It sounds simple enough: Cut your pills in half to cut your prescription costs in half. The do-it-yourself practice of pill splitting is one that many doctors and health plans support. It’s a way to counter rising drug prices and encourage people to take their medications if they’re likely to skip doses and refills because of high costs. And those who have trouble swallowing medicine might find a smaller pill easier to manage.
Your doctor will prescribe a higher dose of medication, often double. (Sometimes the higher dose is the same price as the lower dose.) At home, you cut the pills in half and take half each day, ending up with two doses for the price of one.
But deep discounts aren’t guaranteed, so first ask your pharmacist what you’ll save, advises Barbara Young, editor of consumer-medication information for the American Society of HealthSystem Pharmacists.
Note that the Food and Drug Administration has called pill splitting a “risky practice” and doesn’t encourage it unless a drug’s package insert specifically says it has been approved for splitting. But Consumer Reports’ medical advisers say it’s safe if you follow the guidelines below.
Get your doctor’s okay first. According to a 2015 poll by Consumer Reports Best Buy Drugs, 8 percent of consumers trying to save money on medications admitted to cutting their pills in half without a doctor’s or pharmacist’s approval. Many drugs — notably, most cholesterol-lowering statins and drugs that treat high blood pressure and depression — can be split without losing effectiveness or causing a negative health impact, but it can be dangerous to divide others.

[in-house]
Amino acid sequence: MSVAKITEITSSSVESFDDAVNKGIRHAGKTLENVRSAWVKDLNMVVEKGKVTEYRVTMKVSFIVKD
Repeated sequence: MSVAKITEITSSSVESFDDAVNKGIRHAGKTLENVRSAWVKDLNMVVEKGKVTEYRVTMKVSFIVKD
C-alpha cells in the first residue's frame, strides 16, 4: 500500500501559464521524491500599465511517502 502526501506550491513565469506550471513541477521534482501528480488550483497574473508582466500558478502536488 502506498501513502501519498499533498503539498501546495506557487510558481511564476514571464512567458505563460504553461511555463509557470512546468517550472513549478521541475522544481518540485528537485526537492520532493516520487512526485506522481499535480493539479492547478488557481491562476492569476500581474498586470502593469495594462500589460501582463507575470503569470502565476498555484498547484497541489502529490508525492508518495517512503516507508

Your doctor may have other reasons to warn you about splitting pills. It’s not advised if you have dementia or memory problems, for example, or if you have a condition — such as arthritis, hand tremors or poor eyesight — that makes it difficult to do so.
Split only pills that can be divided accurately. Most time-released, long-acting and combination drugs shouldn’t be split because it’s difficult to make sure that you’ll get the proper amount of the active ingredient in each half.
Pills that are coated to protect your stomach, such as enteric-coated aspirin and ibuprofen, shouldn’t be split, either. Those with a hard coating and capsules of any kind are best swallowed whole because they can easily crumble, leak or crack into pieces. Chemotherapy drugs and those that require stable daily blood levels, such as anti-seizure medication, birth control pills and blood thinners, should never be split.
Use the right tool. Get a pill splitter, a small device that cuts with a sharp blade or by pressing pills between two opposing edges. Studies have found that pill splitters come closest to dividing medication into precise halves. They’re usually inexpensive and widely available at pharmacies and large discount stores. Your health insurer may even send you one free.
Never use a knife, scissors, a razor blade, a box cutter or any other sharp tool for the job. They can create unequal parts, and using them may increase the likelihood of an injury. Replace a splitter when it no longer divides pills easily and accurately.
Split pills one at a time. Some pills deteriorate when exposed to air, heat or moisture after being split. So cut a pill just before you take it, then take the other half as your next dose. That helps ensure that you compensate for any deviation in size. And split pills in half — not into smaller portions, such as quarters. When in doubt, ask your doctor or pharmacist to show you how to do it properly.
For further guidance, go to www.ConsumerReports.org/Health, where more detailed information, including CR’s ratings of prescription drugs, treatments, hospitals and healthy-living products, is available to subscribers.